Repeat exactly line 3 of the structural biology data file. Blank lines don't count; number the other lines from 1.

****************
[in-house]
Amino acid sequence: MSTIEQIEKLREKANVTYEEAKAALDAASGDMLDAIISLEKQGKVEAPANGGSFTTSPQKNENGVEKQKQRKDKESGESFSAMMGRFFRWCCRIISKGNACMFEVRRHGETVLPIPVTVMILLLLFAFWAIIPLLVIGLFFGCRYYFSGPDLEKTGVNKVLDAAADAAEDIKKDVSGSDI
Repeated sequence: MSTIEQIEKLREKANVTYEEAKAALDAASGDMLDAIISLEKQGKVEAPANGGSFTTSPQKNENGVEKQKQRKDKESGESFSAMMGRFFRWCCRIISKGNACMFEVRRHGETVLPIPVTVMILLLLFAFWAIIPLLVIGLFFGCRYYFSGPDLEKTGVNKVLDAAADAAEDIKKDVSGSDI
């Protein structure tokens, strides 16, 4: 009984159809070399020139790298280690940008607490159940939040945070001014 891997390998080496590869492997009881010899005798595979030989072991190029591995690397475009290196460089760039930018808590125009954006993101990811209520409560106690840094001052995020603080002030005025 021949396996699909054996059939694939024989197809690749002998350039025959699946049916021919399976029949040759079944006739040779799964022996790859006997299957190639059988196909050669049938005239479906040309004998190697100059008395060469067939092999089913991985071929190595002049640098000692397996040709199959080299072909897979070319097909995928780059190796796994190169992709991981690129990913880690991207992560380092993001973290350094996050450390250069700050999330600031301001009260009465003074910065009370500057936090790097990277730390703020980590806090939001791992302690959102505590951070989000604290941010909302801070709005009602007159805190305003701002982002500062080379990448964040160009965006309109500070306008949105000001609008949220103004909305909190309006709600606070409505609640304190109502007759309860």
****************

Repeated sequence: MSTIEQIEKLREKANVTYEEAKAALDAASGDMLDAIISLEKQGKVEAPANGGSFTTSPQKNENGVEKQKQRKDKESGESFSAMMGRFFRWCCRIISKGNACMFEVRRHGETVLPIPVTVMILLLLFAFWAIIPLLVIGLFFGCRYYFSGPDLEKTGVNKVLDAAADAAEDIKKDVSGSDI